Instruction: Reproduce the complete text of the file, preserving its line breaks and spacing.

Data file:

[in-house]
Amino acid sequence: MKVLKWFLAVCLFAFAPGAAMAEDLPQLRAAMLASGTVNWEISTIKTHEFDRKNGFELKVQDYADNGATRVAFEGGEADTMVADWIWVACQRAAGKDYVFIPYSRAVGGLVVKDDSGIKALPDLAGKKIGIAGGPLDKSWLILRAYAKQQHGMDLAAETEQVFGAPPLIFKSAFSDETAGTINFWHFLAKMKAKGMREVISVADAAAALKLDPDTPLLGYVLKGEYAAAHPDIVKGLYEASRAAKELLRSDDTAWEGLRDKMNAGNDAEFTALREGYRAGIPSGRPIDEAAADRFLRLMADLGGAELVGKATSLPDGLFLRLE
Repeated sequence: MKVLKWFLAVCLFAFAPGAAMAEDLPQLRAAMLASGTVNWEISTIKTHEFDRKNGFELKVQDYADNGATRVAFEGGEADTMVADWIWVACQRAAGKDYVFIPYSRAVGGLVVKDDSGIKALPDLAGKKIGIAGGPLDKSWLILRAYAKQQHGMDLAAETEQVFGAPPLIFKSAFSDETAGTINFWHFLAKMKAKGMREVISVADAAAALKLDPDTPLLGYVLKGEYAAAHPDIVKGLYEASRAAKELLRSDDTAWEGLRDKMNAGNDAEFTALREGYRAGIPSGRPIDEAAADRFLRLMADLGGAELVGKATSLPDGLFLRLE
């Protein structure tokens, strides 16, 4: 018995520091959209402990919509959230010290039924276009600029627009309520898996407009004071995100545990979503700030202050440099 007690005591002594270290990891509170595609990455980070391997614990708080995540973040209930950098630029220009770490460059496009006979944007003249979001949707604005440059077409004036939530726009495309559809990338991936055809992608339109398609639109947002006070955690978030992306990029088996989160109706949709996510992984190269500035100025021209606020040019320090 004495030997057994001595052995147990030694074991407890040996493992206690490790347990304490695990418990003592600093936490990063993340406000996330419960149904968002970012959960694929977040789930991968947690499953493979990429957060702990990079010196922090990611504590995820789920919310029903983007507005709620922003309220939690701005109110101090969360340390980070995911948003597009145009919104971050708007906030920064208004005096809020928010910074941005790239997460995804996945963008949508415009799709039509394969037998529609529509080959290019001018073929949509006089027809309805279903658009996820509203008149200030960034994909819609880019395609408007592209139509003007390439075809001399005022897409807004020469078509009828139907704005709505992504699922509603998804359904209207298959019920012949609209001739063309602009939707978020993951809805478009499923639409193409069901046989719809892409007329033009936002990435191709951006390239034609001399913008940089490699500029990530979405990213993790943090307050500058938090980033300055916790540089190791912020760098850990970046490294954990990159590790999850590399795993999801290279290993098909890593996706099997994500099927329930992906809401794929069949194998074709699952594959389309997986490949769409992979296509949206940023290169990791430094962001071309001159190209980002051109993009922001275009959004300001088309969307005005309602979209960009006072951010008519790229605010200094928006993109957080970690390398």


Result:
[in-house]
Amino acid sequence: MKVLKWFLAVCLFAFAPGAAMAEDLPQLRAAMLASGTVNWEISTIKTHEFDRKNGFELKVQDYADNGATRVAFEGGEADTMVADWIWVACQRAAGKDYVFIPYSRAVGGLVVKDDSGIKALPDLAGKKIGIAGGPLDKSWLILRAYAKQQHGMDLAAETEQVFGAPPLIFKSAFSDETAGTINFWHFLAKMKAKGMREVISVADAAAALKLDPDTPLLGYVLKGEYAAAHPDIVKGLYEASRAAKELLRSDDTAWEGLRDKMNAGNDAEFTALREGYRAGIPSGRPIDEAAADRFLRLMADLGGAELVGKATSLPDGLFLRLE
Repeated sequence: MKVLKWFLAVCLFAFAPGAAMAEDLPQLRAAMLASGTVNWEISTIKTHEFDRKNGFELKVQDYADNGATRVAFEGGEADTMVADWIWVACQRAAGKDYVFIPYSRAVGGLVVKDDSGIKALPDLAGKKIGIAGGPLDKSWLILRAYAKQQHGMDLAAETEQVFGAPPLIFKSAFSDETAGTINFWHFLAKMKAKGMREVISVADAAAALKLDPDTPLLGYVLKGEYAAAHPDIVKGLYEASRAAKELLRSDDTAWEGLRDKMNAGNDAEFTALREGYRAGIPSGRPIDEAAADRFLRLMADLGGAELVGKATSLPDGLFLRLE
């Protein structure tokens, strides 16, 4: 018995520091959209402990919509959230010290039924276009600029627009309520898996407009004071995100545990979503700030202050440099 007690005591002594270290990891509170595609990455980070391997614990708080995540973040209930950098630029220009770490460059496009006979944007003249979001949707604005440059077409004036939530726009495309559809990338991936055809992608339109398609639109947002006070955690978030992306990029088996989160109706949709996510992984190269500035100025021209606020040019320090 004495030997057994001595052995147990030694074991407890040996493992206690490790347990304490695990418990003592600093936490990063993340406000996330419960149904968002970012959960694929977040789930991968947690499953493979990429957060702990990079010196922090990611504590995820789920919310029903983007507005709620922003309220939690701005109110101090969360340390980070995911948003597009145009919104971050708007906030920064208004005096809020928010910074941005790239997460995804996945963008949508415009799709039509394969037998529609529509080959290019001018073929949509006089027809309805279903658009996820509203008149200030960034994909819609880019395609408007592209139509003007390439075809001399005022897409807004020469078509009828139907704005709505992504699922509603998804359904209207298959019920012949609209001739063309602009939707978020993951809805478009499923639409193409069901046989719809892409007329033009936002990435191709951006390239034609001399913008940089490699500029990530979405990213993790943090307050500058938090980033300055916790540089190791912020760098850990970046490294954990990159590790999850590399795993999801290279290993098909890593996706099997994500099927329930992906809401794929069949194998074709699952594959389309997986490949769409992979296509949206940023290169990791430094962001071309001159190209980002051109993009922001275009959004300001088309969307005005309602979209960009006072951010008519790229605010200094928006993109957080970690390398």